• citchu
    replied
    My compliments for the overall best article I've yet seen on any watch subject. You confirm my feelings about Citizen quality, especially after the last 3 Seikos I've had have stung me (2 kinetics & a 7T92).
    A question about the 8200A...I just lucked into my first one, probably a 70's model, hooded lug SS 3 hand w/ gold colored dial & plastic crystal. To my amazement, it still works and keeps halfway decent time, tho a bit fast. Upon opening, I find the adjustment tab set way over on "+". Would I be right in guessing that cautious readjustments back toward the "-" mark will bring better accuracy--or is a good cleaning the answer? Many thanks in advance.

    Leave a comment:


  • JunMel
    replied
    Thank you all guys. I am hoping these kind of threads will benefit everyone.

    @Tyler: That is not actually a rattle but the sound coming from the bumping action of the rotor turning the ratchet wheel in one direction leaving the other direction freewheeling. The force of the mainspring rebounds the rotor, hence the bumping sound. Note that the rotor turns on a full bearing and its very sensitive that only a slight movement sends the rotor to jerk. Miyota did not rectify this over the years since it poses no problem in the automatic mechanism's performance. You can only hear this when you hold the watch near your ear, otherwise you won't notice it.

    @Barometer Watch: Seiko's are worse on this that you can actually hear a grinding sound. To make matters worst, the bearing employed on a Seiko has only 5 to 6 steel balls that tend to wear over the years and the rotor would grind on the plate and the bridge.

    In my 40 years experience servicing watches, except for those destroyed by water entry, I haven't seen a worn out 8200 bearing in normal use. I remember replacing bearings on a Seiko 5206, a couple of 6309's and dozens now on 7XXX series, but never on 8200's.

    Except for those Seiko calibers with jeweled barrel arbors, most Seiko calibers tend to eat the bushings for the barrel arbor. Whenever you see brassing on the barrel wheel (worst scenario) suspect a heavily worn-out arbor bushing. If the watch is left alone in this situation the click wheel will eat on the bridge and the barrel binds on the bridge and the plate giving an erratic timing. Seiko 7S26/36 is the weakest caliber regarding this as it doesn't have a replaceable barrel arbor bushing. The workaround is to punch near the arbor hole to compensate for the wear. I say "hole" and no bushings on 7S26/36.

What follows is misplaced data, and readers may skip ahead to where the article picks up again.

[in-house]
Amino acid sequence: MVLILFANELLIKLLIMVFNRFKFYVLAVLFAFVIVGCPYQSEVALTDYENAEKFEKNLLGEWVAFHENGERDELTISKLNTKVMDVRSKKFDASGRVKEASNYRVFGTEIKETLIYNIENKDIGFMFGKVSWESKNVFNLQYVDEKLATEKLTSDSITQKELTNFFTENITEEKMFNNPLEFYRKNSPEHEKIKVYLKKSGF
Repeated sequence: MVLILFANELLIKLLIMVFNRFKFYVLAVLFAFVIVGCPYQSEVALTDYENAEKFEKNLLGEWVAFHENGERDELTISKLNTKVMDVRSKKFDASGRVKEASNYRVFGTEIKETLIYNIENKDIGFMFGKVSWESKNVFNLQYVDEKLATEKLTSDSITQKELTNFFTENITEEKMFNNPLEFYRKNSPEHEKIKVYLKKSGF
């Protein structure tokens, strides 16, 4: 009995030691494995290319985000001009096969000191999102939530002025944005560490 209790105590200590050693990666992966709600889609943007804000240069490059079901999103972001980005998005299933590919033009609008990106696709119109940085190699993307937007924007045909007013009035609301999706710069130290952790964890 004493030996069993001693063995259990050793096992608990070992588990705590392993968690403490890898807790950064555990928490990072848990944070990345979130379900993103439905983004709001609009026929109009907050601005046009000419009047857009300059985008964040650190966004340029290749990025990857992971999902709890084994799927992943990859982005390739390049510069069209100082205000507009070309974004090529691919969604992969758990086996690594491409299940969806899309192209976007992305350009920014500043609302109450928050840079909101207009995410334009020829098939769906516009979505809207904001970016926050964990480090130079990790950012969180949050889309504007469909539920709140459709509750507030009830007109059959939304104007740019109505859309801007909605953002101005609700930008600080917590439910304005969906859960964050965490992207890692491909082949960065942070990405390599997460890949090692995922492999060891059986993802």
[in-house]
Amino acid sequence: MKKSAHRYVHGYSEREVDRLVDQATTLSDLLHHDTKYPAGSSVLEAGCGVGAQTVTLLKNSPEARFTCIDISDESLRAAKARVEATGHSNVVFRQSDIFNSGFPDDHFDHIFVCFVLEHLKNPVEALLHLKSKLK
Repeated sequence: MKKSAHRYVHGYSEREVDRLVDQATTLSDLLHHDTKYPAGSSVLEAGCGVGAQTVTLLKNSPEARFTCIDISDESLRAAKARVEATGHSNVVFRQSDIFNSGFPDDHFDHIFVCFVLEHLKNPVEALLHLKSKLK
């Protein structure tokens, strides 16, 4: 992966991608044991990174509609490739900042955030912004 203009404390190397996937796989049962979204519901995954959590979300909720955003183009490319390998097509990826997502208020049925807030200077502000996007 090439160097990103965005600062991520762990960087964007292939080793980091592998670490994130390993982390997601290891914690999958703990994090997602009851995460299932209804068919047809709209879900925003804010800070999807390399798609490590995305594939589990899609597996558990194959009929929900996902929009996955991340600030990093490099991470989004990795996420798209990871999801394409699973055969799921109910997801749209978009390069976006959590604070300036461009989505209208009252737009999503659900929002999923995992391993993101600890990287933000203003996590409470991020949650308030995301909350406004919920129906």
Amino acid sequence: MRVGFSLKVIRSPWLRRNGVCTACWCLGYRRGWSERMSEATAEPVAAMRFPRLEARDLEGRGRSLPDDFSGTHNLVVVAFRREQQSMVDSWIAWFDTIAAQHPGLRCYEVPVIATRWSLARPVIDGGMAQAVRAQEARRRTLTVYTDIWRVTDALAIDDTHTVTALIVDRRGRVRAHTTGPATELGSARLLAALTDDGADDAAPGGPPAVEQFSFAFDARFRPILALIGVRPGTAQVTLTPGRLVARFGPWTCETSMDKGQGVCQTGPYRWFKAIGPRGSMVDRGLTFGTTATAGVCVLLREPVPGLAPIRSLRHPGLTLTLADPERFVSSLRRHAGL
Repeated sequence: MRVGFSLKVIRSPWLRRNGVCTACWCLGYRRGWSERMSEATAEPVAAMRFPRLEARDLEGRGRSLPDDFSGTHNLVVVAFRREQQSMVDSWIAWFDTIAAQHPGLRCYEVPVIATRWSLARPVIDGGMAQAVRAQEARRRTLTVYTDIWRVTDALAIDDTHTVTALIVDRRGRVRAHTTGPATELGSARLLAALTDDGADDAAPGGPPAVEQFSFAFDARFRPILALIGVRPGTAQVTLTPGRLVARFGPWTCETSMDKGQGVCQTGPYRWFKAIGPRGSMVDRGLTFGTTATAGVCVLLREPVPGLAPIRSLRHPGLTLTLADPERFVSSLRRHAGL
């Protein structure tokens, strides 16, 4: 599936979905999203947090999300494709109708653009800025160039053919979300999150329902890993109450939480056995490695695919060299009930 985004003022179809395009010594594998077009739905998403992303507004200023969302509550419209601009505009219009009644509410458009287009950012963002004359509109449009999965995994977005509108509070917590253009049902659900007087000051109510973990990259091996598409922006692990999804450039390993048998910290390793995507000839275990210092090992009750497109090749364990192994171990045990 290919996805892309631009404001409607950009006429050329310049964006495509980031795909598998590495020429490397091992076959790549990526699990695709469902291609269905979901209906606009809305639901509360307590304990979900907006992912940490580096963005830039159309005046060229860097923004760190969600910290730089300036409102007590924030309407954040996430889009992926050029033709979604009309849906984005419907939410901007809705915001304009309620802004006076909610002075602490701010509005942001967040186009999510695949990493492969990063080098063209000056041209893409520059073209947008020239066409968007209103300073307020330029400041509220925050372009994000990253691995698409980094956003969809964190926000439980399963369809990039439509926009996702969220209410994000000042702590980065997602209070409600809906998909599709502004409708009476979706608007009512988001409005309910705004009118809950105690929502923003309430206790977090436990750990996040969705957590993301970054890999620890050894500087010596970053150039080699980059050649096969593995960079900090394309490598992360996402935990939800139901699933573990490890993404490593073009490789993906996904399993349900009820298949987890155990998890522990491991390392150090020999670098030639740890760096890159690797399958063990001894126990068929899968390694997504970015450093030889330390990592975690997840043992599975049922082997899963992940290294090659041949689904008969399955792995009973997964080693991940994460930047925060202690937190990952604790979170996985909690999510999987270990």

This is what greets you when the barrel arbor bushing is already worn out. Good timing for me since it was only beginning and the barrel wheel hasn't brassed yet. Note the wear pointed by the red arrow. The bushing is worn-out on its side near the wear on the bridge. It is replaceable though, so no problem here.
    PICT2378.jpg

    There are plenty of replacement bushings. And since this Seiko 6139 (courtesy of Mr. Sparks) is priceless to me, I also replaced the third wheel bushing with a jewel. Now it runs perfectly. Red arrow points to worn-out bushings.
    Replacements.jpg

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  • TylerEOT
    replied
    Thanks, Jun...and a question...

    We have the Miyota 8215 in the Magrette Bronze watches. Any interesting variations on this?

    The rotor has a peculiar rattle to it.

    Leave a comment:


  • Chris
    replied
    Super writeup!

    Thanks Jun. Fascinating.

    Chris

    Leave a comment:


  • Barometer Watch
    replied
    Is the miyota movement better than the 7S26 movement?

    Leave a comment: